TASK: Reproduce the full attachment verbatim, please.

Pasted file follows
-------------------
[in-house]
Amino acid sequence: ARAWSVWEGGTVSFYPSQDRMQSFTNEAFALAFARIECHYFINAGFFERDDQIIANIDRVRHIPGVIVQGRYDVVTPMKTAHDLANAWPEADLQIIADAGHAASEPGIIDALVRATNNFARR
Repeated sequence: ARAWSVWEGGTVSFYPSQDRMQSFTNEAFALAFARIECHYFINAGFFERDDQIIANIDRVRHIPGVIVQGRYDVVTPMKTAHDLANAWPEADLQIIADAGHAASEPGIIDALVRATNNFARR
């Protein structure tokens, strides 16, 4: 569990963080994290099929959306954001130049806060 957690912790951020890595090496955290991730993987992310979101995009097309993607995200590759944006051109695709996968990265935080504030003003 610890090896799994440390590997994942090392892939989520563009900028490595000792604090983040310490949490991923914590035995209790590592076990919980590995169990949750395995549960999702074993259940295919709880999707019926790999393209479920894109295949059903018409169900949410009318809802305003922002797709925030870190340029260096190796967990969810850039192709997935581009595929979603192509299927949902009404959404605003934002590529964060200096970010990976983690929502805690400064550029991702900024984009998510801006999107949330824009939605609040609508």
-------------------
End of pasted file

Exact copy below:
[in-house]
Amino acid sequence: ARAWSVWEGGTVSFYPSQDRMQSFTNEAFALAFARIECHYFINAGFFERDDQIIANIDRVRHIPGVIVQGRYDVVTPMKTAHDLANAWPEADLQIIADAGHAASEPGIIDALVRATNNFARR
Repeated sequence: ARAWSVWEGGTVSFYPSQDRMQSFTNEAFALAFARIECHYFINAGFFERDDQIIANIDRVRHIPGVIVQGRYDVVTPMKTAHDLANAWPEADLQIIADAGHAASEPGIIDALVRATNNFARR
């Protein structure tokens, strides 16, 4: 569990963080994290099929959306954001130049806060 957690912790951020890595090496955290991730993987992310979101995009097309993607995200590759944006051109695709996968990265935080504030003003 610890090896799994440390590997994942090392892939989520563009900028490595000792604090983040310490949490991923914590035995209790590592076990919980590995169990949750395995549960999702074993259940295919709880999707019926790999393209479920894109295949059903018409169900949410009318809802305003922002797709925030870190340029260096190796967990969810850039192709997935581009595929979603192509299927949902009404959404605003934002590529964060200096970010990976983690929502805690400064550029991702900024984009998510801006999107949330824009939605609040609508």